Clean Architecture .NET Core (Part 1: Introduction)

What is Clean Architecture?

  1. Produce bugs often
  2. Debugging and/or adding new features is painful
  3. Cannot write tests without database/ web server
  4. Other developers cannot understand the intent of the code
  5. has presentation logic mixed with business logic or business logic mixed in with data access logic

Congratulations! you write bug laden code!, wait.. so there’s no solution for that? Well.. all you have to do is follow best practices. Like SOLID or any other design pattern. They all have the same objective, which is the separation of concerns. They all achieve this separation by dividing the software into layers. Each has at least one layer for business rules, and another for interfaces.

The secret to building a large project that is easy to maintain is this: separating the files or classes into components that can change independently of other components. Let’s illustrate that with a couple of images.

Image courtesy :

In image (a), if you want to replace the scissors with a knife, what do you have to do? Needless to say that it is a hectic job. In image (b), how do we replace the scissors? We only have to pull the scissors’ string out from under the Post-it notes and add a new string that is tied to a knife. Way easier. The Post-it notes don’t care because the string wasn’t even tied to it.

The architecture represented by the second image was obviously easier to change. The key rule behind Clean Architecture is exactly this, or more technically, the Dependency Rule, which states that source code dependencies can only point inwards. So what does this mean? Take a look.

Image courtesy :

Nothing in an inner circle can know anything at all about something in an outer circle. In particular, the name of something declared in an outer circle must not be mentioned by the code in the an inner circle. That includes, functions, classes. variables, or any other named software entity. The gist of this is simply that dependencies are encapsulated in each “ring” of the architecture model and these dependencies can only point inward.

Entities : Encapsulate enterprise wide business rules.

For example, charging 10% interest on a loan is a rule that a bank might have. This would be true whether the interest was calculated on paper or using a computer. The entities know nothing of the other layers. They don’t depend on anything. That is, they don’t use the names of any other classes or components that are in the outer layers.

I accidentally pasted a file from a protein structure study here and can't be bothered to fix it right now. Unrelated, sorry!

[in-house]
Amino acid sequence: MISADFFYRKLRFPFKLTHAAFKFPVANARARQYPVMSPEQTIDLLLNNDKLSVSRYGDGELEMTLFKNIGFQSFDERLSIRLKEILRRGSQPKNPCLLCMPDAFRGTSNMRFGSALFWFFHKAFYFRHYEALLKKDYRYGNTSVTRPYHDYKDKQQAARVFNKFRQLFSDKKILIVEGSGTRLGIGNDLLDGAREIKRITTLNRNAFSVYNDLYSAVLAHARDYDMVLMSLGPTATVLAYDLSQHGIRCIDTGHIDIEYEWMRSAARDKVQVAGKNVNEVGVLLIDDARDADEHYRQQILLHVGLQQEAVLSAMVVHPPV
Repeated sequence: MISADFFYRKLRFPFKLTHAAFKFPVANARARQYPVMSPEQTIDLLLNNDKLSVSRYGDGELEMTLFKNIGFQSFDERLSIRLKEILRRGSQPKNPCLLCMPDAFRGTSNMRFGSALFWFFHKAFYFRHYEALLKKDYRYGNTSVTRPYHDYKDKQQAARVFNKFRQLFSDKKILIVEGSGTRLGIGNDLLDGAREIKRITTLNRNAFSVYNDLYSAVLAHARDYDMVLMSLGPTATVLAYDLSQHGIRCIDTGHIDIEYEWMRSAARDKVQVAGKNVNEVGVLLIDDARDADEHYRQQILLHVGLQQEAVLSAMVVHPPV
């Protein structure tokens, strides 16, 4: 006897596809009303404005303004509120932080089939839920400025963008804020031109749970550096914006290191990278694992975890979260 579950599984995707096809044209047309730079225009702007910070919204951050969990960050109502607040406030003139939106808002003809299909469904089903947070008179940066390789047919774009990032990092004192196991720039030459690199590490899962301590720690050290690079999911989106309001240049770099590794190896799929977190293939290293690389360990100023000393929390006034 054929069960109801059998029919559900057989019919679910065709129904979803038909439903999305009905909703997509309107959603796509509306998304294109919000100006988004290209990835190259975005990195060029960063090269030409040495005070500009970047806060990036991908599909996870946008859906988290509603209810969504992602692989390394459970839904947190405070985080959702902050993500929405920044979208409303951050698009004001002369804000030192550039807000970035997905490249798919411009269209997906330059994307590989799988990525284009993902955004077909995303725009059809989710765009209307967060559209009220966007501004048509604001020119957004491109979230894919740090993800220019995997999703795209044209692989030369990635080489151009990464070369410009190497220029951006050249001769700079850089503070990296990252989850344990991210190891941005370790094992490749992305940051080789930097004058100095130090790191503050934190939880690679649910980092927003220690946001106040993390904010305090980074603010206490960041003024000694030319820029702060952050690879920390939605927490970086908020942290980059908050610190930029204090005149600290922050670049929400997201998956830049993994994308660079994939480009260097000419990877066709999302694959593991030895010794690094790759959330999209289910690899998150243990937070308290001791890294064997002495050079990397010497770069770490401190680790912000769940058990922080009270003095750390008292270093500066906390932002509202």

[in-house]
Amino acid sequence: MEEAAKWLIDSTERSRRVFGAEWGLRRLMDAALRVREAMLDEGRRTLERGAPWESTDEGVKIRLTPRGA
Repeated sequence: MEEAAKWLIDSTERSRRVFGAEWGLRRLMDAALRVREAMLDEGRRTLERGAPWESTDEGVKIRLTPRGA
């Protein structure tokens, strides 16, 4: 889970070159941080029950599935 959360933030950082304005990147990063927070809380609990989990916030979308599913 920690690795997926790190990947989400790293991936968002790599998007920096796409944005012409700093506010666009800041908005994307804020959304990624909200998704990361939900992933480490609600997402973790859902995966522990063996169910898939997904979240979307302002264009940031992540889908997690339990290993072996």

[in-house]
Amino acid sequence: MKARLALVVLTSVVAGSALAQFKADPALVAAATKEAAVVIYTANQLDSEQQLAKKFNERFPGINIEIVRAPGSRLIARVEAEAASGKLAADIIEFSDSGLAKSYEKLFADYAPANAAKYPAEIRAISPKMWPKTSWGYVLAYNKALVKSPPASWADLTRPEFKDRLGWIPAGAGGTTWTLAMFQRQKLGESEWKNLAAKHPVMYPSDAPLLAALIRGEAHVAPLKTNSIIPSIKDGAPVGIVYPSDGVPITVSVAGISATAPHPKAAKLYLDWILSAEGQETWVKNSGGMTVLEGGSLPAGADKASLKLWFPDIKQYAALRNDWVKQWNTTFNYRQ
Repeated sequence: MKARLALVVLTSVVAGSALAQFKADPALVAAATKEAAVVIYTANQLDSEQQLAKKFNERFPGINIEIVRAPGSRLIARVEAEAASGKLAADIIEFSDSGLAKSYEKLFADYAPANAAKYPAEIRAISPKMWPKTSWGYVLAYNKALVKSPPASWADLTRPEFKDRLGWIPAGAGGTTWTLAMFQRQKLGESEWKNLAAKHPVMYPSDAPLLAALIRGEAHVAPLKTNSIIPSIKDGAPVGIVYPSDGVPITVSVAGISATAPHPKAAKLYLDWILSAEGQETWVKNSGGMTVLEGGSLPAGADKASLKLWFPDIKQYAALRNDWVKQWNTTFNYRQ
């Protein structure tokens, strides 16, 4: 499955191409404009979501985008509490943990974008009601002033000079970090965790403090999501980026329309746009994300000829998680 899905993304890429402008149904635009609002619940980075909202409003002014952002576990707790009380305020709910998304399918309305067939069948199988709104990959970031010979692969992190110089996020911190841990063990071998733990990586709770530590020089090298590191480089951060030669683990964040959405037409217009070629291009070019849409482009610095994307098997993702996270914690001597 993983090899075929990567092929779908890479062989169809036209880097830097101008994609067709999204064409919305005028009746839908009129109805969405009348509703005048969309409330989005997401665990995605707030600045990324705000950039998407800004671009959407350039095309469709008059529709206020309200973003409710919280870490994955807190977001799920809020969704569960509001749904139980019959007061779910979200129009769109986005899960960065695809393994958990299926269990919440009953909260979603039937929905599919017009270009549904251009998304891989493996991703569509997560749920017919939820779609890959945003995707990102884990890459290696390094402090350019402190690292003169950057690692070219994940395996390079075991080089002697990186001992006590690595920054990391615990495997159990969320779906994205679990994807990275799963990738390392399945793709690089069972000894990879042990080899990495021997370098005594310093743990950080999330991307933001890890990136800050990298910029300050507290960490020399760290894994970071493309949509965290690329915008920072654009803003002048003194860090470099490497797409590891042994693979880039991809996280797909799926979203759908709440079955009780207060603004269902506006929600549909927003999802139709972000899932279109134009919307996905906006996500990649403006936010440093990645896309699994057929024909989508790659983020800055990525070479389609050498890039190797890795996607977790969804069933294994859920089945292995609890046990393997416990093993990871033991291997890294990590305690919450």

Use cases : Contains application specific business rules.

Gather Info for New Loan Input: Name, Address, Birthdate, etc.
Output: Same info + credit score
Rules:1.Validate name
2.Validate address, etc.
3.Get credit score
4.If credit score < 500 activate Denial
5.Else create Customer (entity) and activate Loan Estimation

The use cases interact with and depend on the entities, but they know nothing about the layers further out. They don’t care if it’s a web page or an iPhone app. They don’t care if the data is stored in the cloud or in a local SQLite database.

We do, however, expect that changes to the operation of the application will affect the use-cases and therefore the software in this layer. If the details of a use-case change, then some code in this layer will certainly be affected.

Interface Adapters : Convert data from the format most convenient for the use cases and entities.

No code inward of this circle should know anything at all about the database. If the database is a SQL database, then all the SQL should be restricted to this layer.

Frameworks and Drivers : Where all the I/O components go.

Crossing boundaries

It shows the Controllers and Presenters communicating with the Use Cases in the next layer. Note the flow of control. It begins in the controller, moves through the use case, and then winds up executing in the presenter. How do we implement this? “Dependency Inversion Principle”.

Dependency Inversion Principle (DIP)

So instead of having a stable class use the name of a volatile class like this:

You could make an interface that the volatile class implements:

For example, consider that the use case needs to call the presenter. However, this call must not be direct because that would violate The Dependency Rule: No name in an outer circle can be mentioned by an inner circle. So we have the use case call an interface (Shown here as Use Case Output Port) in the inner circle, and have the presenter in the outer circle implement it.

What data crosses the boundaries?

  • We don’t want to cheat and pass Entities or Database rows.
  • We don’t want the data structures to have any kind of dependency that violates The Dependency Rule.


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